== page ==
- We don’t have universal RGB standards because hardware manufacturers created proprietary solutions to keep us in their ecosystems.
- Third-party RGB management programs like SignalRGB, OpenRGB, and JackNet offer a universal solution to sync RGB devices from different manufacturers.
- Microsoft’s Dynamic Lighting on Windows 11 aims to unify RGB devices, but widespread implementation is still a few years away.
If you’ve recently made the mistake of purchasing an RGB device from a manufacturer that isn’t the same as your other goodies, you might find yourself frustrated because you can’t sync everything up. Fortunately, we have just the right solution for your RGB needs.
Why Don’t We Have a Universal RGB Standard?
When RGB devices started gaining popularity, hardware manufacturers scrambled to create proprietary RGB solutions that only worked on their own devices. That’s how we ended up with the current RGB landscape, where you could have multiple standards in one computer, such as Gigabyte Fusion, Corsair iCue, Logitech G Lightsync, ASUS Aura, MSI Mystic Light, etc.
Enthusiasts on the LTT forum and Reddit believe that this was intentional. Instead of creating an open-source solution that would allow you to buy specific computer parts you prefer or fit your budget, you’re forced to stay within these arbitrary ecosystems just to unite your RGB lights. This enables manufacturers to sell you more products, even if you don’t like them. Since I have a Corsair K70 keyboard but don’t like their mice, I bought the Logitech G502 Lightspeed and had to find an alternative to sync my RGB.
Use a Third-Party RGB Management Program to Sync All Devices
While the industry at large is fighting for your money by selling proprietary RGB solutions, passionate developers have built third-party RGB programs to deliver a more universal experience across all supported brands. This is your only real solution if you want to sync up your RGB and don’t want to buy from a single brand.
There are a few third-party RGB management tools on the market, but the most popular are SignalRGB, OpenRGB, and JackNet. They support different types of devices, such as keyboards, mice, motherboards, RAM, graphics cards, headsets, LED strips, and even RGB controller hubs.
My pick is SignalRGB because it has a long list of supported devices, an active development team, and dozens of free and customizable RGB effects. To get started, download and install SignalRGB, and all compatible devices will be recognized automatically. From there, you can go to the “Devices” section to set up your devices. If you have a compatible motherboard or RGB controller, you can use this section to define different connectors and ensure they work correctly.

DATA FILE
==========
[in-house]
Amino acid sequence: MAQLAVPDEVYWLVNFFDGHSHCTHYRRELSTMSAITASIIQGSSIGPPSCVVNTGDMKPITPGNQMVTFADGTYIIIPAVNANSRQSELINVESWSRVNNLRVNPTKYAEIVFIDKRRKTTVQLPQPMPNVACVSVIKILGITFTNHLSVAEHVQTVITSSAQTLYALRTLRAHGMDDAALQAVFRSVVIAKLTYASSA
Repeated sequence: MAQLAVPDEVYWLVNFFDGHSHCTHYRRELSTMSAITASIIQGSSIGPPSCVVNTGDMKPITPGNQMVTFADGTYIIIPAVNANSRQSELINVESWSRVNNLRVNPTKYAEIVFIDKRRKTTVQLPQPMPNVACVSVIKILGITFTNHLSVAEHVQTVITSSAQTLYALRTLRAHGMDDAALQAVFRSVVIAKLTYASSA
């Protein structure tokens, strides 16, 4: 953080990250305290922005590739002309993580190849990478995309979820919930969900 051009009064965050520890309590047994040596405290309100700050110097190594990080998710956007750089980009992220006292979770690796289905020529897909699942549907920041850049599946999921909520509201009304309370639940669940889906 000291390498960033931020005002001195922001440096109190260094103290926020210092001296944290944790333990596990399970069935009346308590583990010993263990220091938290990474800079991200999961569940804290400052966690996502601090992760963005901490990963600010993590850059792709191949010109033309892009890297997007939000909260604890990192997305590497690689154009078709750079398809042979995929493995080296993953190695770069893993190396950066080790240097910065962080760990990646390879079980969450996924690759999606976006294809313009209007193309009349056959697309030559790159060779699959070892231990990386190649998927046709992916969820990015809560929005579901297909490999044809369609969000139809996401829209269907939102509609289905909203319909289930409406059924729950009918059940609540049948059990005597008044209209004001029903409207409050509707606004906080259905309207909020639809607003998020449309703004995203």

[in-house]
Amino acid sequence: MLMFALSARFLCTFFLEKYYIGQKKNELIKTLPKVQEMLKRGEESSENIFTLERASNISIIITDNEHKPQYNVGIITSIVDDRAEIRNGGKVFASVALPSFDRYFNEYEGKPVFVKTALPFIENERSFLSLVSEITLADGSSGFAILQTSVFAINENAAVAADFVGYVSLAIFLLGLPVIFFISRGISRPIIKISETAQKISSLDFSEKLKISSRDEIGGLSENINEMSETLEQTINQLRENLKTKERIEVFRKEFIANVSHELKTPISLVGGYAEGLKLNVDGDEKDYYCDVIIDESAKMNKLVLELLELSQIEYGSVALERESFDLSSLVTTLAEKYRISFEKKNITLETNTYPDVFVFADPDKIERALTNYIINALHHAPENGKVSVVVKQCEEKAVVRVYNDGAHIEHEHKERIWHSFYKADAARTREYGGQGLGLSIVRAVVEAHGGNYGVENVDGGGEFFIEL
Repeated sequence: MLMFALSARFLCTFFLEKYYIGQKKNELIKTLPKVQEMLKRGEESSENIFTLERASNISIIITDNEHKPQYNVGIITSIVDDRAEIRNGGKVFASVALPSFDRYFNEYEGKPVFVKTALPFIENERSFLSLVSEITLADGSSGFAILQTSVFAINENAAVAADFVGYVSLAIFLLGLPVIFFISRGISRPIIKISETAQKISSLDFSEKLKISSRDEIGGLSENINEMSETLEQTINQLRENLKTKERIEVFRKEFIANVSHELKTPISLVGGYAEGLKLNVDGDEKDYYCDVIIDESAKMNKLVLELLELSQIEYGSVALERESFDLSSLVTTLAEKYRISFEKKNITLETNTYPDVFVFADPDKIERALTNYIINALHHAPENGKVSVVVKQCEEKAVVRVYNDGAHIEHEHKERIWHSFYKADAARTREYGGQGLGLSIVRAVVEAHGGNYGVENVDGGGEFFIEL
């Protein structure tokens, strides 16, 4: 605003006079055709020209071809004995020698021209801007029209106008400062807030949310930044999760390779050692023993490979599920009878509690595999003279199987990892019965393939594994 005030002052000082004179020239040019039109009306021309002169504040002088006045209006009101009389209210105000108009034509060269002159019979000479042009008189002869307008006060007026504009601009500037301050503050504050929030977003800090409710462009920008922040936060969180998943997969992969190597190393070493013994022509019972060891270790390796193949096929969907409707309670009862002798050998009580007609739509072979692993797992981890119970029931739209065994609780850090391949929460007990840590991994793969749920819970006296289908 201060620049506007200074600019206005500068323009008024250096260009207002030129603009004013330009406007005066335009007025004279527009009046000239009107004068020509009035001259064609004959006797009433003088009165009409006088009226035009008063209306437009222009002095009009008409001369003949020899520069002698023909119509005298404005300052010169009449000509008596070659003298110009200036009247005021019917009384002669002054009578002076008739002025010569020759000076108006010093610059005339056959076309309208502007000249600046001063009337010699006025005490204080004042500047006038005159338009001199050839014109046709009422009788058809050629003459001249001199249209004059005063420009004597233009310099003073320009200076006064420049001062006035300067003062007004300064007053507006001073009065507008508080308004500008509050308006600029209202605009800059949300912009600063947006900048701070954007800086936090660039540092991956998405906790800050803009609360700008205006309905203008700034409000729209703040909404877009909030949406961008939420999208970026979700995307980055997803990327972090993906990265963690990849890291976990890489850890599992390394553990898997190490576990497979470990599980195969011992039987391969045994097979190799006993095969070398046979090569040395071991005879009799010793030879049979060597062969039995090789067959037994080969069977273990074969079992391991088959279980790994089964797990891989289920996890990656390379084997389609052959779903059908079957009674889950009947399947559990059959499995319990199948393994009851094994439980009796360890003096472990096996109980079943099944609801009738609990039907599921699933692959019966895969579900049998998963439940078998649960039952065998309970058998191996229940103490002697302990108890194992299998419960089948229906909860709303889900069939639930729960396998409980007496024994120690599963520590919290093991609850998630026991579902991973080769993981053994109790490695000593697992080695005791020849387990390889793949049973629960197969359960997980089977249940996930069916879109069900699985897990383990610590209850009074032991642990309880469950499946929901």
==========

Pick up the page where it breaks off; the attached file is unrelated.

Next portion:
When you’re done setting up the devices, go to “Layouts.” Here, you can create a custom layout to determine the physical location of your devices. It’s a screen showcasing the RGB effect, and you can drag around your devices on the grid. Thanks to this feature, you can create really cool visual effects. For example, you can make wave effects start with your graphics card, and then go to the RAM, mouse, and keyboard.
You can download and apply effects by clicking on “Home” under “Library.” SignalRGB offers plenty of awesome free RGB effects, along with paid effects for popular games. The best part is that you can customize the effects to adjust their speed, colors, direction, and so on. Try playing around with different effects, layouts, and settings until you’ve found something that looks the best to you.
Depending on your hardware, you might lose some functionality with third-party RGB solutions, such as custom keys, macros, and effects. For instance, the custom buttons on my mouse still work, whereas my keyboard macros aren’t supported.
Microsoft May Be Fixing the Problem
Amidst all the challenges we face while attempting to sync our RGB devices, there’s still a glimmer of hope from none other than Microsoft. The company has rolled out Dynamic Lighting on Windows 11 in an attempt to unify all RGB devices. Dynamic Lighting utilizes the open-source HID LampArray standard to control the RGB, and Microsoft has partnered up with several OEM brands, including ASUS ROG, Logitech, Acer, Razer, SteelSeries, and others. You can already buy peripherals that support Dynamic Lighting, such as the ASUS ROG Strix Scope II 96 Wireless Gaming Keyboard.
While Dynamic Lighting might revolutionize the RGB landscape for gamers, its widespread implementation is likely a few years away. Your best bet to get synced RGB is still to buy all components from a single manufacturer, but if that doesn’t work for you, we have third-party apps from passionate developers like SignalRGB and OpenRGB that do the heavy lifting by themselves.